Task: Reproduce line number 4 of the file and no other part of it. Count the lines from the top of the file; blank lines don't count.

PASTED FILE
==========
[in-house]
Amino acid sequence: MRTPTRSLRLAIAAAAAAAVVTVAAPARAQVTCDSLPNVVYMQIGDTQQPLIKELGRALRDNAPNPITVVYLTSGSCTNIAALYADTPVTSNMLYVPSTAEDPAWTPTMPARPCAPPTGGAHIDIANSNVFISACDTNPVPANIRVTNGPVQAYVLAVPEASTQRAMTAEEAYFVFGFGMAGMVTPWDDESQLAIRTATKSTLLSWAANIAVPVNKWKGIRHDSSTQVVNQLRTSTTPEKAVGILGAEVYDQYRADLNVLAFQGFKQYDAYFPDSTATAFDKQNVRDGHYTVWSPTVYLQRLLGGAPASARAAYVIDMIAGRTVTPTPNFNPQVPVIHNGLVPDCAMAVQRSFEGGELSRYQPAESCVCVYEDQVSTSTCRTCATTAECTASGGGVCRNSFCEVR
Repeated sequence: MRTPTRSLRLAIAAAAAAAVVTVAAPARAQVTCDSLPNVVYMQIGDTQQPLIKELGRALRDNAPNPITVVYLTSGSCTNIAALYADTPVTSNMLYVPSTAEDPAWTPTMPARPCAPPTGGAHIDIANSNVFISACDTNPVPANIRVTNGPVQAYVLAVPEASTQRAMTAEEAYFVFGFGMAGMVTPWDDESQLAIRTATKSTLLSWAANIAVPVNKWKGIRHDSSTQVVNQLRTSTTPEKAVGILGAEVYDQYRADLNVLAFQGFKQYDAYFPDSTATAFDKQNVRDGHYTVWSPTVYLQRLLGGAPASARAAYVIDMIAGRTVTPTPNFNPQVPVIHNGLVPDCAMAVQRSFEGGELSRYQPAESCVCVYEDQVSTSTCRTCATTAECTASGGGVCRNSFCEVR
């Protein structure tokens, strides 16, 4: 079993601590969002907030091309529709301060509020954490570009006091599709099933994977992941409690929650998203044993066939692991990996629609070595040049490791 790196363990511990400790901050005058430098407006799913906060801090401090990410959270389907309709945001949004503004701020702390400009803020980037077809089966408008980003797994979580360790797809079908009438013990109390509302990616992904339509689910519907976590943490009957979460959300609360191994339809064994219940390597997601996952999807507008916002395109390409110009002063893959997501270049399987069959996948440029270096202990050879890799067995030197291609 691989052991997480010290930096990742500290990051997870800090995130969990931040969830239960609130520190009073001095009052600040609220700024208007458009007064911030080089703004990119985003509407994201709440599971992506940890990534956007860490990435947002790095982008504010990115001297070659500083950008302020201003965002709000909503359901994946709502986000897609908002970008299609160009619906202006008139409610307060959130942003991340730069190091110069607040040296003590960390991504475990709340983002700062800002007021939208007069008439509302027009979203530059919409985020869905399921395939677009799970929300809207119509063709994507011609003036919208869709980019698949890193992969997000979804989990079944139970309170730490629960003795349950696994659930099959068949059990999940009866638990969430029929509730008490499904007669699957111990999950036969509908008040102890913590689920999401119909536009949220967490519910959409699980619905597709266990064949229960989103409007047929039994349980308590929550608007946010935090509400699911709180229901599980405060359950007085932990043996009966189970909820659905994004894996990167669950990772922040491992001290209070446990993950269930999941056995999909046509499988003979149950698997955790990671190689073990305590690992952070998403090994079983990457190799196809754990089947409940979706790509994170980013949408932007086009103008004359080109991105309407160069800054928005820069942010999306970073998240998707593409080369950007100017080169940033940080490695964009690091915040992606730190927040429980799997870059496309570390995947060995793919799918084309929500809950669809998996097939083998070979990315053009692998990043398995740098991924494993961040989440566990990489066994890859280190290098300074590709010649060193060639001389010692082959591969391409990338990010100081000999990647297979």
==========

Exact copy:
């Protein structure tokens, strides 16, 4: 079993601590969002907030091309529709301060509020954490570009006091599709099933994977992941409690929650998203044993066939692991990996629609070595040049490791 790196363990511990400790901050005058430098407006799913906060801090401090990410959270389907309709945001949004503004701020702390400009803020980037077809089966408008980003797994979580360790797809079908009438013990109390509302990616992904339509689910519907976590943490009957979460959300609360191994339809064994219940390597997601996952999807507008916002395109390409110009002063893959997501270049399987069959996948440029270096202990050879890799067995030197291609 691989052991997480010290930096990742500290990051997870800090995130969990931040969830239960609130520190009073001095009052600040609220700024208007458009007064911030080089703004990119985003509407994201709440599971992506940890990534956007860490990435947002790095982008504010990115001297070659500083950008302020201003965002709000909503359901994946709502986000897609908002970008299609160009619906202006008139409610307060959130942003991340730069190091110069607040040296003590960390991504475990709340983002700062800002007021939208007069008439509302027009979203530059919409985020869905399921395939677009799970929300809207119509063709994507011609003036919208869709980019698949890193992969997000979804989990079944139970309170730490629960003795349950696994659930099959068949059990999940009866638990969430029929509730008490499904007669699957111990999950036969509908008040102890913590689920999401119909536009949220967490519910959409699980619905597709266990064949229960989103409007047929039994349980308590929550608007946010935090509400699911709180229901599980405060359950007085932990043996009966189970909820659905994004894996990167669950990772922040491992001290209070446990993950269930999941056995999909046509499988003979149950698997955790990671190689073990305590690992952070998403090994079983990457190799196809754990089947409940979706790509994170980013949408932007086009103008004359080109991105309407160069800054928005820069942010999306970073998240998707593409080369950007100017080169940033940080490695964009690091915040992606730190927040429980799997870059496309570390995947060995793919799918084309929500809950669809998996097939083998070979990315053009692998990043398995740098991924494993961040989440566990990489066994890859280190290098300074590709010649060193060639001389010692082959591969391409990338990010100081000999990647297979």